Deacon Ezekiel Culpepper strummed his guitar in time with the piano, trying his best to drown out Miss Parson’s off key playing. The congregation sang as if nothing was amiss. Every year Reverend Pete promised the church he was going to replace her and every year he failed. The rumor was the Reverend was sweet on Miss Parson, but ‘Zeke’ knew different. A young girl up Atlanta way had the pastor’s attention. It was Miss Parson’s Sunday dinners that won her a seat at the ivory keys.
After the final verse of Amazing Grace Zeke placed his guitar back in the worn case then took up a collection plate then ambled to the back of the pews. He passed the brass plate to the thin, brown skinned coverall wearing man seated at the end of last pew, sharing a friendly smile and nod.
“Hey Zeke!” the man said. “Good playing as always.”
“Thank you, Mr. Jones,” Zeke replied. “I do my best.”
The man dropped a few coins into the plate then passed it down. Miss Parsons, a stout woman wearing a wide hat took the plate when it reached her and started with the next row. They repeated the process again as they worked his way toward the front of Piney Grove A.M.E. Church, collecting tithes for the latest service. The plate filled fast; Reverend Pete delivered a fine sermon full of fire and hope. Zeke lingered at one pew, staring into the pretty brown eyes of Pauline Rose.
“You lookin’ fine today, Deacon Culpepper,’ she said.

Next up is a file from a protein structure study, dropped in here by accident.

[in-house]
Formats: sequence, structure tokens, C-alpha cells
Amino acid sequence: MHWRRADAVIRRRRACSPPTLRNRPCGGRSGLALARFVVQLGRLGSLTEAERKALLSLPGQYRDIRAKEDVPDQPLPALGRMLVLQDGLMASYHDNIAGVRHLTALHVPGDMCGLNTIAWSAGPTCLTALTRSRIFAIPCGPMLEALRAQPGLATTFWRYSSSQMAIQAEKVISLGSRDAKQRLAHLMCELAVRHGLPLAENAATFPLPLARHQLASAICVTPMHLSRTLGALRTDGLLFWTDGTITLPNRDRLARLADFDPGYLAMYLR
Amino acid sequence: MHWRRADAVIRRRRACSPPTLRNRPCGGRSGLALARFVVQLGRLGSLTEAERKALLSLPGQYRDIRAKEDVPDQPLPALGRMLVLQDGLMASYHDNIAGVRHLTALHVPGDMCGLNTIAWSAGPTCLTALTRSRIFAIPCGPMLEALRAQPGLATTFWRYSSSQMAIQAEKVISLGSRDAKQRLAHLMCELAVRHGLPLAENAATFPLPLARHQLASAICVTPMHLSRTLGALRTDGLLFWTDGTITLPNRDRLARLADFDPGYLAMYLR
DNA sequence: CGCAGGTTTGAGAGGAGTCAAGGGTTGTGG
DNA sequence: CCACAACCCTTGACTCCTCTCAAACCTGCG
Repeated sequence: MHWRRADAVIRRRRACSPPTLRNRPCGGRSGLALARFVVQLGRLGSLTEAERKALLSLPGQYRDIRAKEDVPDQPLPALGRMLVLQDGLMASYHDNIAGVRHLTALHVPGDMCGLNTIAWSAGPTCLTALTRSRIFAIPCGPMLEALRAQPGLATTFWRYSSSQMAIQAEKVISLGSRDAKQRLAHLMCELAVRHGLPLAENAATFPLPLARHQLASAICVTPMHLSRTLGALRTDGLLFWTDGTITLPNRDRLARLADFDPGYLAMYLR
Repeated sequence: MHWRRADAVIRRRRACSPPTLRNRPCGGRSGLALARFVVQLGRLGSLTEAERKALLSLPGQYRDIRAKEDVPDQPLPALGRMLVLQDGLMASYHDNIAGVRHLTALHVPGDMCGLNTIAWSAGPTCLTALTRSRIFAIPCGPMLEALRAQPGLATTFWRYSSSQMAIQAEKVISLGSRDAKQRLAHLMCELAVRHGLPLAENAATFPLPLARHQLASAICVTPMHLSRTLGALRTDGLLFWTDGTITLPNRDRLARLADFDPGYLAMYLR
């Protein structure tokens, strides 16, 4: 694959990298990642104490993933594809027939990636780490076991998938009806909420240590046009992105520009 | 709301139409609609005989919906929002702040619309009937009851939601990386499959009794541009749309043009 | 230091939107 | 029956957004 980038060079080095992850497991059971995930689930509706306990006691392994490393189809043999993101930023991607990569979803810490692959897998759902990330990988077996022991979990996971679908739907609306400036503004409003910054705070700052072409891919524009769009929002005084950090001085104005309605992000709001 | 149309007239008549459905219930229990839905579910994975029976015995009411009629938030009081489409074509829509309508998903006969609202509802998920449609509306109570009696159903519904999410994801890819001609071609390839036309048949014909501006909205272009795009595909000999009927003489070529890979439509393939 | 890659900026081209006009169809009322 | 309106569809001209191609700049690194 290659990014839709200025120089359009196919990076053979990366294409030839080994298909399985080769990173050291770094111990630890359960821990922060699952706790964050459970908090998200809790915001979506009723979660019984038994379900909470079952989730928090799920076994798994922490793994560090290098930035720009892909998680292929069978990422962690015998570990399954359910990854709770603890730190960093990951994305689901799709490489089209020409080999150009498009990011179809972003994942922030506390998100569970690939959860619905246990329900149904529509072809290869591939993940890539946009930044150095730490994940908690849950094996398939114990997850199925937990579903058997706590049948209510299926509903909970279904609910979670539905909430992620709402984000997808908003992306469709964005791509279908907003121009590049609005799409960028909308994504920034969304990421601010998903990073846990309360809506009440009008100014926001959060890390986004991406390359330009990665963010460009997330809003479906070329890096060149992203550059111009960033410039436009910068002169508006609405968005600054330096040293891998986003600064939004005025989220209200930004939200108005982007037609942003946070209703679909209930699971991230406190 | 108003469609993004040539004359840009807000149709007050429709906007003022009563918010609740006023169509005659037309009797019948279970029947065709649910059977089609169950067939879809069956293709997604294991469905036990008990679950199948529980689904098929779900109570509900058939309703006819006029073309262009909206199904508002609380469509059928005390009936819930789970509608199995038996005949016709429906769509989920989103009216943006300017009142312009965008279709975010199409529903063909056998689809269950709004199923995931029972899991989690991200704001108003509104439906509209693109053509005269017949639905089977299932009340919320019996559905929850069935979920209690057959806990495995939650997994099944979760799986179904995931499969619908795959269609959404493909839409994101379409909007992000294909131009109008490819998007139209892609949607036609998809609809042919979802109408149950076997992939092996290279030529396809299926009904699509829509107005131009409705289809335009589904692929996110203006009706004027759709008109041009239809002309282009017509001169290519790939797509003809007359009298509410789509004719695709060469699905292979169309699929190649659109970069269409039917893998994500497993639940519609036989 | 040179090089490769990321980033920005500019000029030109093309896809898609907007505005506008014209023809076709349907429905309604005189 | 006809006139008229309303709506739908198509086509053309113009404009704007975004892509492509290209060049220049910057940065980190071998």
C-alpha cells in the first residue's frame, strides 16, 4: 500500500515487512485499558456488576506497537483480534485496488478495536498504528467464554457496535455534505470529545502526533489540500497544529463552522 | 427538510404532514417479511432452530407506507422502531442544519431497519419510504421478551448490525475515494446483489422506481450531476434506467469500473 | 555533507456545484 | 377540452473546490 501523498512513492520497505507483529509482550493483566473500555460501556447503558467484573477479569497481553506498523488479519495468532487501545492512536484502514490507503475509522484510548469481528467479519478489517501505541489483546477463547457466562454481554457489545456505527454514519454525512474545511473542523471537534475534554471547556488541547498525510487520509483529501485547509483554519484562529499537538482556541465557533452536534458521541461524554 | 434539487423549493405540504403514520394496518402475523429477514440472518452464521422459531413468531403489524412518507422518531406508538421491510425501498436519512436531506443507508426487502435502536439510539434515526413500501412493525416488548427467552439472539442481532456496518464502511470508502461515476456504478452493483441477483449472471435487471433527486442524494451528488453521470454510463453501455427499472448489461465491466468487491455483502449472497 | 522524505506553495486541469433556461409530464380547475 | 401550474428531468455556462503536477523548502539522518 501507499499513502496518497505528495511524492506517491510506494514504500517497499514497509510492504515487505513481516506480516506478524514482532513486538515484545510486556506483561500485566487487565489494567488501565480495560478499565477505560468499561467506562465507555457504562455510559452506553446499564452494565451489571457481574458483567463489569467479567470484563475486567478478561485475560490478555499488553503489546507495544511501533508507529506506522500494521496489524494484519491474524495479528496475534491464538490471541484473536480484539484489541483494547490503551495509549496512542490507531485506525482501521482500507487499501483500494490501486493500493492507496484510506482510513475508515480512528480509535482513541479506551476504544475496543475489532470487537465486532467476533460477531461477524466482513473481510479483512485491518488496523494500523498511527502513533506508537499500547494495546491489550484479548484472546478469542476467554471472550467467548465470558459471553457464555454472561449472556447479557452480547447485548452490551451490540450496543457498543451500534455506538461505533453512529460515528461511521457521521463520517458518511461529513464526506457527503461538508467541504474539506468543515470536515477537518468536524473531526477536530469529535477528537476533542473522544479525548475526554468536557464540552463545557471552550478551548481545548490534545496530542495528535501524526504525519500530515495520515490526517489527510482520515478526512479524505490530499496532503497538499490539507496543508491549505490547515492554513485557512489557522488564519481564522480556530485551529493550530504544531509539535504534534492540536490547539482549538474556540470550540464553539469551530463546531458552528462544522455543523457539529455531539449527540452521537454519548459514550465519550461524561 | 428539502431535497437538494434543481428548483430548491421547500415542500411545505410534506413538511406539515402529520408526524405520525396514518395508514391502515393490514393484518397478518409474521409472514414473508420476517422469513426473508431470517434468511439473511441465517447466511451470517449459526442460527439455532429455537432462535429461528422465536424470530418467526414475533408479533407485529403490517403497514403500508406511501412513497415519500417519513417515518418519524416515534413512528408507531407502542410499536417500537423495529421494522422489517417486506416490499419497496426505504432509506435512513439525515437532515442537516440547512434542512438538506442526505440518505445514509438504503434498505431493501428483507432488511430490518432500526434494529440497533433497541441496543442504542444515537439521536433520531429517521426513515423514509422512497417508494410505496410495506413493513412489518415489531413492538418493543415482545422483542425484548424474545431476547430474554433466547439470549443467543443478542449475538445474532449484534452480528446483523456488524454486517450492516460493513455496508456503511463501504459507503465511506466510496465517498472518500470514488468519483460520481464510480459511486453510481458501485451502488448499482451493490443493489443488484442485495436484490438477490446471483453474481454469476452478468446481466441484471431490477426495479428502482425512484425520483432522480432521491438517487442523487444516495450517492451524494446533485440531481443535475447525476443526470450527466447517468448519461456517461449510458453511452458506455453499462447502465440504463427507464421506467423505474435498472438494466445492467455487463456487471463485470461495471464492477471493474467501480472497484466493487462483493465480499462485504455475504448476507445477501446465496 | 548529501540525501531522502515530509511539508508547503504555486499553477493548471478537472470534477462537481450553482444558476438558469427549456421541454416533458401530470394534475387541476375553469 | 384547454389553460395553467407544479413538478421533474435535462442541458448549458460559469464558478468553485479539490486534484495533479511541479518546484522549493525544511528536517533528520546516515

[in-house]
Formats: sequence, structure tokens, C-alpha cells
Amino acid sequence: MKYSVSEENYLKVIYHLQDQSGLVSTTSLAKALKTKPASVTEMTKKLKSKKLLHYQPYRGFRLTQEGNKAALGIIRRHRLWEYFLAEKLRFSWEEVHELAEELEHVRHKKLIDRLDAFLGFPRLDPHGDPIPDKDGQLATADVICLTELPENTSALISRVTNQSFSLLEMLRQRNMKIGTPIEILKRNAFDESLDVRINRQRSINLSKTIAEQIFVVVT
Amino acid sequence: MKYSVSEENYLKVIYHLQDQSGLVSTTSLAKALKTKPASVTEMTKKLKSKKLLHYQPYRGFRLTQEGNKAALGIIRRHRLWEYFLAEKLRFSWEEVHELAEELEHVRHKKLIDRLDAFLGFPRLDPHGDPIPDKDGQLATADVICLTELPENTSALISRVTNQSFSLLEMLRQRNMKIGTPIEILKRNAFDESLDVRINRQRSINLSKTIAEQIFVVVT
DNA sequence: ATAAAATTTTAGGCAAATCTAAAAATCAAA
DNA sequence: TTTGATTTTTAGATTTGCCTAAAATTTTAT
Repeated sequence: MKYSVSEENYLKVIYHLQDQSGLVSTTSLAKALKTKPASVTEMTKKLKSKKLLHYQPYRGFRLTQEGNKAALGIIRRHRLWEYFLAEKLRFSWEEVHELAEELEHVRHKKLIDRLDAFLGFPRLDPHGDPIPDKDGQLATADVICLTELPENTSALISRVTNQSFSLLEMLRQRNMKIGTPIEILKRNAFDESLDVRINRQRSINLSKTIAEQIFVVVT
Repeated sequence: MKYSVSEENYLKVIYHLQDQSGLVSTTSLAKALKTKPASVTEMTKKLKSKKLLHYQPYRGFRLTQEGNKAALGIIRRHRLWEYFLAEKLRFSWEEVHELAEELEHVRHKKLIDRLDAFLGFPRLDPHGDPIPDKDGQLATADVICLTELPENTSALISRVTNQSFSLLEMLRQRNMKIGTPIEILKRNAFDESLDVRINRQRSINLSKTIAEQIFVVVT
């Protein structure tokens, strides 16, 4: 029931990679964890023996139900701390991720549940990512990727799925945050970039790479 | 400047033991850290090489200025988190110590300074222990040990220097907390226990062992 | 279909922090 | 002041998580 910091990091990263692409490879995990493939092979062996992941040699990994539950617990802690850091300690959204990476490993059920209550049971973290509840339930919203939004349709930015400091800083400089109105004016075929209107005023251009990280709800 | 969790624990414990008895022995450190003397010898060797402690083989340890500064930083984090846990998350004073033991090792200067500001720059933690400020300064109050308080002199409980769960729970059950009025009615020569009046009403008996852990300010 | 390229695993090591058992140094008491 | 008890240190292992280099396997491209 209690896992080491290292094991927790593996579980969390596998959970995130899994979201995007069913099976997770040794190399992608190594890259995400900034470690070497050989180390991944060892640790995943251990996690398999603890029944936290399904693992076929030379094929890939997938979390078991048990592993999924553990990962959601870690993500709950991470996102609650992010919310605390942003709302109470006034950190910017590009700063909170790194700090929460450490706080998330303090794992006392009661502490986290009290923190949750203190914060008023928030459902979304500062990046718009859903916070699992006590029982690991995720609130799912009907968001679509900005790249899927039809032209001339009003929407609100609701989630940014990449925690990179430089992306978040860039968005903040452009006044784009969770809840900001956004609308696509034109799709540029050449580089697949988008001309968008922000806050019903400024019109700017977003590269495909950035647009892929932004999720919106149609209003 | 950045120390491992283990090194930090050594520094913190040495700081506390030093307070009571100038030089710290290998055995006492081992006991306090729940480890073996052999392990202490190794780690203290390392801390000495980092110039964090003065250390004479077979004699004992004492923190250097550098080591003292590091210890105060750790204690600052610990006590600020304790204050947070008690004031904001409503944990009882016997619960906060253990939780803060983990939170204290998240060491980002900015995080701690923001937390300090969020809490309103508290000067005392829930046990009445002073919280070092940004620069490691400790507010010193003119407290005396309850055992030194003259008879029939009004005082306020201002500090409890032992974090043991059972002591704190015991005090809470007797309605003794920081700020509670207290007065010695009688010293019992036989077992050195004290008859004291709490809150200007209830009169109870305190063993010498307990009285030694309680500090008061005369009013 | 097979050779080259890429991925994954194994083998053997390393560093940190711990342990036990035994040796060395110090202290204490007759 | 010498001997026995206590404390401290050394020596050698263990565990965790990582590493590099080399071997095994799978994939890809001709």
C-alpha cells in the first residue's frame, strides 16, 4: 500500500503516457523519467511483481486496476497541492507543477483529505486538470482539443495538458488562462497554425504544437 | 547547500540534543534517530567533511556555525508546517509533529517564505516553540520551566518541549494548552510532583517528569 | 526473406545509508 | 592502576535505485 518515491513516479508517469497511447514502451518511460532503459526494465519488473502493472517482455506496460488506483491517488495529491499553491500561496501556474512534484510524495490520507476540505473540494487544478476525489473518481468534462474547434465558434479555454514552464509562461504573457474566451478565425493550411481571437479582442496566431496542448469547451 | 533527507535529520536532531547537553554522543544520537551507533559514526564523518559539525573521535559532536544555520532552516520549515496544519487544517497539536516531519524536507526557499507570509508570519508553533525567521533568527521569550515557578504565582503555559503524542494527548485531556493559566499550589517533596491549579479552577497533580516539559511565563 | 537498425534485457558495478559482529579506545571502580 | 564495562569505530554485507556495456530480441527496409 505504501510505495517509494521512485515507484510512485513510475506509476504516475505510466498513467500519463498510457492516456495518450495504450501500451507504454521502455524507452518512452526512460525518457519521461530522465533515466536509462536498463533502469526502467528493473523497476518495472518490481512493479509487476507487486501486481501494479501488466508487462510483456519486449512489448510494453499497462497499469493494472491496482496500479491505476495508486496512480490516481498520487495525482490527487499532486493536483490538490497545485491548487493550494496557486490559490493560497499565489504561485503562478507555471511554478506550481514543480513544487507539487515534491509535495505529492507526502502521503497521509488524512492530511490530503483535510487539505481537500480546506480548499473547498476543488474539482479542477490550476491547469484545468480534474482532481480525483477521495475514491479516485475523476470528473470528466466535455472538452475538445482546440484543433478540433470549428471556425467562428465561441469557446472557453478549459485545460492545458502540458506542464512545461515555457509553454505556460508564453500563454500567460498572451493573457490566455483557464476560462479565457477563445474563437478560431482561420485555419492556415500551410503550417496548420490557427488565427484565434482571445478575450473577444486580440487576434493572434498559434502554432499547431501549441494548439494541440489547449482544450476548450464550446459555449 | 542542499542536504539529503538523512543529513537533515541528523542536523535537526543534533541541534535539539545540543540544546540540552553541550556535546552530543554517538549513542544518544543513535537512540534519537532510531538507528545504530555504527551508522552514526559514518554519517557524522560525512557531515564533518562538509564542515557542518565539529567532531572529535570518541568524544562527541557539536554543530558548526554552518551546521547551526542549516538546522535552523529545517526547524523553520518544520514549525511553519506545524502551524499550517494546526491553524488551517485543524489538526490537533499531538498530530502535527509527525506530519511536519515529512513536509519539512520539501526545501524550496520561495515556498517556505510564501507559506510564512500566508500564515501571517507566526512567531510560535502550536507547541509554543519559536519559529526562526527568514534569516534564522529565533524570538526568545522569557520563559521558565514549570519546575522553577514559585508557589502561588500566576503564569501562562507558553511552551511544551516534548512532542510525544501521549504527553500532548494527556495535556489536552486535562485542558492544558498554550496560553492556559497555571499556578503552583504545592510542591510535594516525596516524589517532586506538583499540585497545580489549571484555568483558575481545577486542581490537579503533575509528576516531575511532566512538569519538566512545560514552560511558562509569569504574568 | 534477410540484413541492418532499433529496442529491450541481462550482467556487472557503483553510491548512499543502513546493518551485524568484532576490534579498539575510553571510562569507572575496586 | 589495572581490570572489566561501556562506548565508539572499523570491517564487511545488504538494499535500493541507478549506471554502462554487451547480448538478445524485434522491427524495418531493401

“You, too, Miss Rose,” he answered.
Miss Parsons cleared her throat, interrupting their moment of mutual admiration. Ezekiel finished the collection then passed the plate on to the other ushers. He strolled to the back of the church, nodding slightly at Miss Rose as he passed. Reverend Pete blessed the offerings then delivered a hasty benediction. With that the congregation came to their feet, socializing as they slowly made their way to the church doors.
Zeke waited at the steps, helping the ladies climb down. As usual, Pauline was the last to arrive. He held her hand as she descended then accompanied her to her wagon.
“You look like springtime in that dress, Miss Rose,” he said.
“Hush up, Zeke. I wear this same dress every Sunday.”
“Then it’s spring every Sunday.”
They stopped before Pauline’s wagon. Zeke helped her up then checked the horse’s bridle.
“I’m cooking a nice dinner today,” she said. “Roast beef, snap beans, red rice and cornbread. Sure would be nice to share it with someone.”
Zeke grimaced. Spending the day with Pauline would be the perfect way to while away the time but he had things to tend to.
“I’d love to be that someone, but not today,” he finally answered.
Pauline pouted. “Oh well. The invitation stands.”
Zeke tipped his plantation hat. “I’ll remember. You have a nice day, Pauline.”
Zeke strolled to his horse with his hands in his pocket. He waited until Pauline was a good way down the road before mounting his horse then riding to his farm. As he traveled down the dirt road leading to his farm he frowned at the unkempt fields and overgrown hedgerows. Zeke didn’t have the time or skill to tend the farm nor the money to pay someone else to do it. Until he made enough to pay off the debt his parents left him things would have to stay the way they were.